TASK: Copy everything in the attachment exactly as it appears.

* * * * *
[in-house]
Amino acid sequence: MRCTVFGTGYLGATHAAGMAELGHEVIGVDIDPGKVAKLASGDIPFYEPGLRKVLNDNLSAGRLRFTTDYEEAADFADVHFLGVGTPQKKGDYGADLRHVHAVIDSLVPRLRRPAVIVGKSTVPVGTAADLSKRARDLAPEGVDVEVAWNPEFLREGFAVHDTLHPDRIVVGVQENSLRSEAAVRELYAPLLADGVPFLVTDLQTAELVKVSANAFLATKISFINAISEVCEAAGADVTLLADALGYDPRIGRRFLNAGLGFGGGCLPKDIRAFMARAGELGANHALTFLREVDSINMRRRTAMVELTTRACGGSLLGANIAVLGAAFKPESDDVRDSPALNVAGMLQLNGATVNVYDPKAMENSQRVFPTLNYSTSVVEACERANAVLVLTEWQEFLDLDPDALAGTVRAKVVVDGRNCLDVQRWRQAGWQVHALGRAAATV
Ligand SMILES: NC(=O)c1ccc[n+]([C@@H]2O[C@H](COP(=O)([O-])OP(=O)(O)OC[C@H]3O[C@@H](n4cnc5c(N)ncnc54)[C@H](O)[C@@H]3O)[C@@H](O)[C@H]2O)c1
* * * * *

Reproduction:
[in-house]
Amino acid sequence: MRCTVFGTGYLGATHAAGMAELGHEVIGVDIDPGKVAKLASGDIPFYEPGLRKVLNDNLSAGRLRFTTDYEEAADFADVHFLGVGTPQKKGDYGADLRHVHAVIDSLVPRLRRPAVIVGKSTVPVGTAADLSKRARDLAPEGVDVEVAWNPEFLREGFAVHDTLHPDRIVVGVQENSLRSEAAVRELYAPLLADGVPFLVTDLQTAELVKVSANAFLATKISFINAISEVCEAAGADVTLLADALGYDPRIGRRFLNAGLGFGGGCLPKDIRAFMARAGELGANHALTFLREVDSINMRRRTAMVELTTRACGGSLLGANIAVLGAAFKPESDDVRDSPALNVAGMLQLNGATVNVYDPKAMENSQRVFPTLNYSTSVVEACERANAVLVLTEWQEFLDLDPDALAGTVRAKVVVDGRNCLDVQRWRQAGWQVHALGRAAATV
Ligand SMILES: NC(=O)c1ccc[n+]([C@@H]2O[C@H](COP(=O)([O-])OP(=O)(O)OC[C@H]3O[C@@H](n4cnc5c(N)ncnc54)[C@H](O)[C@@H]3O)[C@@H](O)[C@H]2O)c1